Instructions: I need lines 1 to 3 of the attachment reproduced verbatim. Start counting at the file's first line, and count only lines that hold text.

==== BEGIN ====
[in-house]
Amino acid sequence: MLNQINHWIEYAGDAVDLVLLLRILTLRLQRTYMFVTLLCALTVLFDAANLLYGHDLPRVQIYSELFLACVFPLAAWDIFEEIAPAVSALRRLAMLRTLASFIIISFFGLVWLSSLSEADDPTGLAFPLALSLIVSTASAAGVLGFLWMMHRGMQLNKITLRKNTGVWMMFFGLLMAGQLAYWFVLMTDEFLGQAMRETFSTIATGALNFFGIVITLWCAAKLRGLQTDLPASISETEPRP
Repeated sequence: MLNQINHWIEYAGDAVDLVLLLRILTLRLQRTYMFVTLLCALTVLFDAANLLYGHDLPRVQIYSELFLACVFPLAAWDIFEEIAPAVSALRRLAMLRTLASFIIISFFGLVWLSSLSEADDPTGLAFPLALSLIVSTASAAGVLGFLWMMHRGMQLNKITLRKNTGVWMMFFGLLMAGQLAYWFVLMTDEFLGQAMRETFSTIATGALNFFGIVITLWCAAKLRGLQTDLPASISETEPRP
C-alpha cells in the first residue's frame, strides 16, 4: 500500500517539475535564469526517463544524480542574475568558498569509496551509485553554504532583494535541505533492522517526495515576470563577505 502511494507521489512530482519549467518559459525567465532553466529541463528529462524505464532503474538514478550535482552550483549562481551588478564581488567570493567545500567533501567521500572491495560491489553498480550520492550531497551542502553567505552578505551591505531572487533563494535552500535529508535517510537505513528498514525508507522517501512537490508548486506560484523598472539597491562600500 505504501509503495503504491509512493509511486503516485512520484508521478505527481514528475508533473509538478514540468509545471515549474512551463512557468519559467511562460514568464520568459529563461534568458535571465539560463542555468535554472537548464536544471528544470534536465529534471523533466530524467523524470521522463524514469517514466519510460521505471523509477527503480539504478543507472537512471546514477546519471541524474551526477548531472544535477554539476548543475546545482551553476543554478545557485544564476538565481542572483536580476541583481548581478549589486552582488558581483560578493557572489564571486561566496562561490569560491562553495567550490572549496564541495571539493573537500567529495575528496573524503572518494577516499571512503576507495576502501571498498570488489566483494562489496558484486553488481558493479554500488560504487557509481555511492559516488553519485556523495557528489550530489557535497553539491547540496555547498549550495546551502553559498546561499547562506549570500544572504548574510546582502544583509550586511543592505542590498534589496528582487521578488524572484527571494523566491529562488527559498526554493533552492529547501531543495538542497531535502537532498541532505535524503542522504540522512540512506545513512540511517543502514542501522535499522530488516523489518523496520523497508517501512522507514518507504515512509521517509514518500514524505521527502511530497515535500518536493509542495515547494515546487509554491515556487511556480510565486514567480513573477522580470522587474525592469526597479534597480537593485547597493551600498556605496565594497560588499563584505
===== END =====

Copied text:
[in-house]
Amino acid sequence: MLNQINHWIEYAGDAVDLVLLLRILTLRLQRTYMFVTLLCALTVLFDAANLLYGHDLPRVQIYSELFLACVFPLAAWDIFEEIAPAVSALRRLAMLRTLASFIIISFFGLVWLSSLSEADDPTGLAFPLALSLIVSTASAAGVLGFLWMMHRGMQLNKITLRKNTGVWMMFFGLLMAGQLAYWFVLMTDEFLGQAMRETFSTIATGALNFFGIVITLWCAAKLRGLQTDLPASISETEPRP
Repeated sequence: MLNQINHWIEYAGDAVDLVLLLRILTLRLQRTYMFVTLLCALTVLFDAANLLYGHDLPRVQIYSELFLACVFPLAAWDIFEEIAPAVSALRRLAMLRTLASFIIISFFGLVWLSSLSEADDPTGLAFPLALSLIVSTASAAGVLGFLWMMHRGMQLNKITLRKNTGVWMMFFGLLMAGQLAYWFVLMTDEFLGQAMRETFSTIATGALNFFGIVITLWCAAKLRGLQTDLPASISETEPRP